1. Natural Factors Easy Iron

    The first on our list is the Natural Factors Easy Iron. These already provide you with 20 mg of iron per tablet, making it ideal for both men and women to take.

    The selling point of this particular iron though is that it’s manufactured using a unique “Super Dispersion Technology”. What this means is that taking this supplement can mitigate some of the side effects that other iron supplements can cause, such as constipation. Paired up with the fact this is a fruit-flavored chewable tablet, this means you’ll get plenty of nutrient absorption from them.

    Click here to pick up this iron supplement.

    2. Now Foods, Double Strength

      Now Foods is our second option for iron supplements, and they make for a solid option, particularly their double strength iron supplements. There are two selling points for this iron supplement.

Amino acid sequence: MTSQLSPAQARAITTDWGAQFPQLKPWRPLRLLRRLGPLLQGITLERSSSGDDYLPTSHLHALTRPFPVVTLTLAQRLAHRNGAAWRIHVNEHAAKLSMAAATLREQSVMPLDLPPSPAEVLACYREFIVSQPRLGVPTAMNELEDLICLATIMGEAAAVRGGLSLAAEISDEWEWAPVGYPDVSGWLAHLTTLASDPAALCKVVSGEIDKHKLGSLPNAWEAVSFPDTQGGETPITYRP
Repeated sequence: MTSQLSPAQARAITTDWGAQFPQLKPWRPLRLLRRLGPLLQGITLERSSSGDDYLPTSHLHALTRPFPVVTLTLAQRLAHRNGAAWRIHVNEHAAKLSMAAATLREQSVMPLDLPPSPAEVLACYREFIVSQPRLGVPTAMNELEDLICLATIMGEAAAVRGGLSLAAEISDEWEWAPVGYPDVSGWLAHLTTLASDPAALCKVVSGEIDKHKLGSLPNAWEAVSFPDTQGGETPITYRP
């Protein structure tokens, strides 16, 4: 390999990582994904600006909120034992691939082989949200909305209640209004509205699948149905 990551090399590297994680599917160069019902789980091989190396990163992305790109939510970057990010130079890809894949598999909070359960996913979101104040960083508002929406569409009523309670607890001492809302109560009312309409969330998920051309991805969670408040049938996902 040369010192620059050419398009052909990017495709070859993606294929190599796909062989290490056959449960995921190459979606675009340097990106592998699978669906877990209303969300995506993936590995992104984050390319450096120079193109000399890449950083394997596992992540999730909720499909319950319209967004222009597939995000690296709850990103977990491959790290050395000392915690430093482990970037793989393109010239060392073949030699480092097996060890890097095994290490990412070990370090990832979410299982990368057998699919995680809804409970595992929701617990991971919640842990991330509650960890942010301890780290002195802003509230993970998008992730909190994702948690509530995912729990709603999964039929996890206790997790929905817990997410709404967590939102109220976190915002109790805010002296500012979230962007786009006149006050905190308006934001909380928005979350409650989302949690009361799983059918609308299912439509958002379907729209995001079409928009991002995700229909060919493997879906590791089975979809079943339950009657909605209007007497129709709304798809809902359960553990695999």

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      First, these iron supplements provide 36 mg per capsule which is more than enough for any person. Their regular is 18 mg usually. Second, the iron that’s used is Ferrochel Iron Bisglycinate. According to the company, this means this type of iron is clinically demonstrated as iron that will have superior absorption, and the body will tolerate it better since it’s gentle and non-constipating.

      Pick up Now Food’s Double Strength iron supplements here.

      3. Solgar, Chelated Iron

        Another consideration to get your iron supplements is from Solgar’s Chelated Iron. From the start, the company offers the most tablets at 100 per bottle (Now Foods offers 90 and Natural Factor offers 60). Furthermore, they’ve ensured their supplements are Non-GMO, gluten-free, wheat and dairy-free, and kosher.

        Beyond that, these iron supplements are still easy on the stomach and offer 25 mg per tablet. These are ideal for those looking to have more iron supplements in their medicine cabinet or those who are Vegan.

        Try out Solgar’s Chelated Iron here.

        4. Thorne Research, Iron Bisglycinate